Bacterial chromosomes and plasmids are circular (i.e. have no beginning & no end), with a few exceptions. This can pose problems with read alignment (since reference genome sequences are always cut down into a linear form with a beginning & end, although some reads will bridge this artificial gap and may be thrown away since they partially match the start & stop equally well) and also de novo assembly (since assembler are generally unaware that sequences can be circular).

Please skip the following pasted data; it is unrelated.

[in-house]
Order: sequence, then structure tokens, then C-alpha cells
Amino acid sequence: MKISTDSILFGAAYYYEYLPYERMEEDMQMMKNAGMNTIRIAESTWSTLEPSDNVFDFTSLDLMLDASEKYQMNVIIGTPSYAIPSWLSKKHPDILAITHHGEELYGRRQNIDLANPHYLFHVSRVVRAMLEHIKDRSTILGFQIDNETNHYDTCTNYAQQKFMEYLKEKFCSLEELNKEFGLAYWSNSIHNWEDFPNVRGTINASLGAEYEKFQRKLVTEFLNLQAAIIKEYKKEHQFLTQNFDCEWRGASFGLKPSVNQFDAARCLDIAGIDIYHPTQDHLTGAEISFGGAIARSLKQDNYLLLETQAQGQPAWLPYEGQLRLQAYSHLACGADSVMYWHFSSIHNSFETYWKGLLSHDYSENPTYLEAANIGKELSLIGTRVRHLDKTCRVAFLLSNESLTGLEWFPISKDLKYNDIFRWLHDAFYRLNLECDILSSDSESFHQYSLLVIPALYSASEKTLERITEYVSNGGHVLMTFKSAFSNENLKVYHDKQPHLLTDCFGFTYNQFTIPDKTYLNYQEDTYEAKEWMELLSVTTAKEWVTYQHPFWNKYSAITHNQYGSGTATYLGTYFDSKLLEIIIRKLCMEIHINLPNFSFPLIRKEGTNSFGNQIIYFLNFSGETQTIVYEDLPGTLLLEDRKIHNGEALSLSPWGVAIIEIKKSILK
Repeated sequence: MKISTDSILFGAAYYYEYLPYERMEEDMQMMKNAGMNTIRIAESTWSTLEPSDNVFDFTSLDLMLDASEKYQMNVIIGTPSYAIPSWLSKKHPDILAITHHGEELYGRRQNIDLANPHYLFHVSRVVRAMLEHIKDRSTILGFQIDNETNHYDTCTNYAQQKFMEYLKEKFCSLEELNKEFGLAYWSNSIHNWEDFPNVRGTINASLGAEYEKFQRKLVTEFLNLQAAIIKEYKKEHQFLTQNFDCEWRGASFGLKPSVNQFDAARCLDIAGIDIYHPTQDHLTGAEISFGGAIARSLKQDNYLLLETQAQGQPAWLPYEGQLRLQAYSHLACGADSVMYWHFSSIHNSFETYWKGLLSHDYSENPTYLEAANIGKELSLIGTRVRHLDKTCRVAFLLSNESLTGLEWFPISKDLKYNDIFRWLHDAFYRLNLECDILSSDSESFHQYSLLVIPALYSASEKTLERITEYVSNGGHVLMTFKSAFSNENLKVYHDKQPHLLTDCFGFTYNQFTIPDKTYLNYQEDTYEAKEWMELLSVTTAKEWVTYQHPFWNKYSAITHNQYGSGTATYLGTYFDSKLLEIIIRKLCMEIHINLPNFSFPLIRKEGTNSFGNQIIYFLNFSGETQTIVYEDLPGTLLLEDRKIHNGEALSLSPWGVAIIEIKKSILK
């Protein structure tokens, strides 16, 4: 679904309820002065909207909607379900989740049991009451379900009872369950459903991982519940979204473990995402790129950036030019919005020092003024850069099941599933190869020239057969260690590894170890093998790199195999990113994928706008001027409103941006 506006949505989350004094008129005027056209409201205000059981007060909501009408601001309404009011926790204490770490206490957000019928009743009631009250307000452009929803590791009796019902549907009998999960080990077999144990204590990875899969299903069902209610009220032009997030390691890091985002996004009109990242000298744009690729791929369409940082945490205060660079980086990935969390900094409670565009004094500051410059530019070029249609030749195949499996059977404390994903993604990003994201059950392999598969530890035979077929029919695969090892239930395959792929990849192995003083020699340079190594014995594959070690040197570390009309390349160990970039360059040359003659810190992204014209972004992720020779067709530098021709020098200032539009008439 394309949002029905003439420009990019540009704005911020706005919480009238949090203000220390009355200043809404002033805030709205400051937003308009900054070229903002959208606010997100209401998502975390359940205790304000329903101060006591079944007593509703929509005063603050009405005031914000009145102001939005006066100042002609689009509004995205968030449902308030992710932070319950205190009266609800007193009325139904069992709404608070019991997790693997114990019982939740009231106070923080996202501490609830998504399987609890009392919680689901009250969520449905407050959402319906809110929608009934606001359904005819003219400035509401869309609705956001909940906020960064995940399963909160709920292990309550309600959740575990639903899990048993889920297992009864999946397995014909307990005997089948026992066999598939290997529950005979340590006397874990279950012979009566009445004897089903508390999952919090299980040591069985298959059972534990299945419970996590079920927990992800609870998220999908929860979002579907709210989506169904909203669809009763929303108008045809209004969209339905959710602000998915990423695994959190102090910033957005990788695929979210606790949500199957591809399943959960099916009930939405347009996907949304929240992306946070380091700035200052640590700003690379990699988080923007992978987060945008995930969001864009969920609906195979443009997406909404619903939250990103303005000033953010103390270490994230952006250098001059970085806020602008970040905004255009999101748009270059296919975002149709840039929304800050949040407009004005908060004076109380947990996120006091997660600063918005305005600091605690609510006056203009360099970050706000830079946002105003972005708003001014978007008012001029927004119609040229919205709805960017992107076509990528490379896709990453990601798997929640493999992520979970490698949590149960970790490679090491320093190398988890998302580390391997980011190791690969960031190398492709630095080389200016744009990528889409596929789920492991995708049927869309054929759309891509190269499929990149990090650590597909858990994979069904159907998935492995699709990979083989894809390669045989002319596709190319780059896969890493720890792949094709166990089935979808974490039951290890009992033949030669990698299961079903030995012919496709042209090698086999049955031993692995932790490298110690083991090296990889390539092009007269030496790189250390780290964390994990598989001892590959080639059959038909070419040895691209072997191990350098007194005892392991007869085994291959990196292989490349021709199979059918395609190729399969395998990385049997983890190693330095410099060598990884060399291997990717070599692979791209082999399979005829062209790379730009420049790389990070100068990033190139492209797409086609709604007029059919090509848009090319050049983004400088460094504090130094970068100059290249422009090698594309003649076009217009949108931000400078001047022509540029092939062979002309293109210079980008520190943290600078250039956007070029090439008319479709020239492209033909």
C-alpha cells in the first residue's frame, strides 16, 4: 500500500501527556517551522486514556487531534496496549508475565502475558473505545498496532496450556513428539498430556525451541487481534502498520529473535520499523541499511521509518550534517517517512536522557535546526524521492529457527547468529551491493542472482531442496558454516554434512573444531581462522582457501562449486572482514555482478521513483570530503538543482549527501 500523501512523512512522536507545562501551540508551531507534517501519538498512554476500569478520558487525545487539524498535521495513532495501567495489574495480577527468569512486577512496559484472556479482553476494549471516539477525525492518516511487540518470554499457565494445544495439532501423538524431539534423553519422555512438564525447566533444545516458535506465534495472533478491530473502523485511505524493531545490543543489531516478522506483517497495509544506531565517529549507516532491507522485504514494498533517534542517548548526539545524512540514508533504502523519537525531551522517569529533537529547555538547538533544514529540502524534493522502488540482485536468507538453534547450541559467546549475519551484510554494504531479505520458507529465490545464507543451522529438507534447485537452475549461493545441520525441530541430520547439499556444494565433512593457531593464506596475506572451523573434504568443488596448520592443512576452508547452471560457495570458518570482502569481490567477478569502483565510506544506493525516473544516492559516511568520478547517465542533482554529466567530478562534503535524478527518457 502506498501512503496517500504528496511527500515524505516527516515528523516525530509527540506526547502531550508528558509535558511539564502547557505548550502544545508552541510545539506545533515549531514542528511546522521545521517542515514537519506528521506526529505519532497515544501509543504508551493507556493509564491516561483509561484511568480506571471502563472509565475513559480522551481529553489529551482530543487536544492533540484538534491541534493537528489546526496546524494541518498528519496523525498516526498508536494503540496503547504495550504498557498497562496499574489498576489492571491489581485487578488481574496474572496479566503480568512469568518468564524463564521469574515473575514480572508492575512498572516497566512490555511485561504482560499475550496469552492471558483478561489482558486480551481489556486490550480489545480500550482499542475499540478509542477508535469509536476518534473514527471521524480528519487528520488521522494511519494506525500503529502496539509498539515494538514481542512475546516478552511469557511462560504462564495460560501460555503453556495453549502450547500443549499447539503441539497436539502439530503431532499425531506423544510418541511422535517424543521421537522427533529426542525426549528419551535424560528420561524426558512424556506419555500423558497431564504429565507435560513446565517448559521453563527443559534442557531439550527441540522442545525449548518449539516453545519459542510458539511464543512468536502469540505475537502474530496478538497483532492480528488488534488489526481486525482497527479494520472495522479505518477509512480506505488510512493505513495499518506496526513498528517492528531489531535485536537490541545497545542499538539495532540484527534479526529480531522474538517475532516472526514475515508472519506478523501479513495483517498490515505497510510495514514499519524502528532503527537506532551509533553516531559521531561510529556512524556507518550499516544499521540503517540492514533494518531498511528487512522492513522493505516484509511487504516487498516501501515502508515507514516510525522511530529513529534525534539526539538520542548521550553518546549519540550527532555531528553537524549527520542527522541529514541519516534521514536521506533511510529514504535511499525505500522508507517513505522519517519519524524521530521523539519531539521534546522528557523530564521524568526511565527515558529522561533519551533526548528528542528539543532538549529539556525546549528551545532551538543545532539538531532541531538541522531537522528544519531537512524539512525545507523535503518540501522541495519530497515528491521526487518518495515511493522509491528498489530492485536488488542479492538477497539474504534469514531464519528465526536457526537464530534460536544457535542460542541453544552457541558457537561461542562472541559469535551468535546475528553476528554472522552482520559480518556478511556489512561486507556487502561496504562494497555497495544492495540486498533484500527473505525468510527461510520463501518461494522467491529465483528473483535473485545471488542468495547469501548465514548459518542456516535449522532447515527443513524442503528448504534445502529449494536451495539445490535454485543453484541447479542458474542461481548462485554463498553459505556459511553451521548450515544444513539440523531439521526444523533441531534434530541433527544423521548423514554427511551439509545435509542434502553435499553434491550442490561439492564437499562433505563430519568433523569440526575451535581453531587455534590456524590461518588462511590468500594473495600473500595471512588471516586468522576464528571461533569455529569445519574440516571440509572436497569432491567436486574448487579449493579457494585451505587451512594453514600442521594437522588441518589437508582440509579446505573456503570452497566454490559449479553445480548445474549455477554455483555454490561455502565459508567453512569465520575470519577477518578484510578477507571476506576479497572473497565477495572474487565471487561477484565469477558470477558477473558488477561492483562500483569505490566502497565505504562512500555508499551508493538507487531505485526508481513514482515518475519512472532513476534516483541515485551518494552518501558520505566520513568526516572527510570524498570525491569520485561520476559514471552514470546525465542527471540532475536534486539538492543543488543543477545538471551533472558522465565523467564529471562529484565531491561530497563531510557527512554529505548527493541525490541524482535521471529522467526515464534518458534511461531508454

Sometimes this doesn’t matter, although in my experience with read mapping, it causes an artificial drop in the depth of reads mapping to the artificial “start” and “end” of the sequence which might affect some analyses.
A few suggestions for dealing with circularity in de novo assemblies were recently discussed on BioStar:
The take home message is that you need to be aware of this issue, because the software packages aren’t! If it matters for your analysis then the solutions are quite simple, but you have to look for this yourself as it will not be reported by mapping or assembly software.